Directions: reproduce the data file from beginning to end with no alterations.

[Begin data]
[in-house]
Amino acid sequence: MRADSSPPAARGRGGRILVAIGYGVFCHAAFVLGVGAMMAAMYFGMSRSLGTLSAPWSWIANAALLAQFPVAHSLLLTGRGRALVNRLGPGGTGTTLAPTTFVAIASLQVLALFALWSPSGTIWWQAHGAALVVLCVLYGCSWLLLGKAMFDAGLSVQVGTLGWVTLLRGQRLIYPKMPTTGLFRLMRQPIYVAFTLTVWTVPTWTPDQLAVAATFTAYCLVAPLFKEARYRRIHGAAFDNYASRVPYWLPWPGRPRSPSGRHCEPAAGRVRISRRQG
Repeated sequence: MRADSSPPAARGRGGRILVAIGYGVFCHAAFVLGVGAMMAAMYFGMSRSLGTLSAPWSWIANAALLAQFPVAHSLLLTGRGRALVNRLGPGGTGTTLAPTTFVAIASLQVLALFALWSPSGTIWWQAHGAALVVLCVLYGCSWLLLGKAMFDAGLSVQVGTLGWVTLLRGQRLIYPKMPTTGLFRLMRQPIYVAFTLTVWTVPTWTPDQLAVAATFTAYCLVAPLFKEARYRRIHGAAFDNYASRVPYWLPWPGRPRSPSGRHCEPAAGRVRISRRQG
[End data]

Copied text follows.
[in-house]
Amino acid sequence: MRADSSPPAARGRGGRILVAIGYGVFCHAAFVLGVGAMMAAMYFGMSRSLGTLSAPWSWIANAALLAQFPVAHSLLLTGRGRALVNRLGPGGTGTTLAPTTFVAIASLQVLALFALWSPSGTIWWQAHGAALVVLCVLYGCSWLLLGKAMFDAGLSVQVGTLGWVTLLRGQRLIYPKMPTTGLFRLMRQPIYVAFTLTVWTVPTWTPDQLAVAATFTAYCLVAPLFKEARYRRIHGAAFDNYASRVPYWLPWPGRPRSPSGRHCEPAAGRVRISRRQG
Repeated sequence: MRADSSPPAARGRGGRILVAIGYGVFCHAAFVLGVGAMMAAMYFGMSRSLGTLSAPWSWIANAALLAQFPVAHSLLLTGRGRALVNRLGPGGTGTTLAPTTFVAIASLQVLALFALWSPSGTIWWQAHGAALVVLCVLYGCSWLLLGKAMFDAGLSVQVGTLGWVTLLRGQRLIYPKMPTTGLFRLMRQPIYVAFTLTVWTVPTWTPDQLAVAATFTAYCLVAPLFKEARYRRIHGAAFDNYASRVPYWLPWPGRPRSPSGRHCEPAAGRVRISRRQG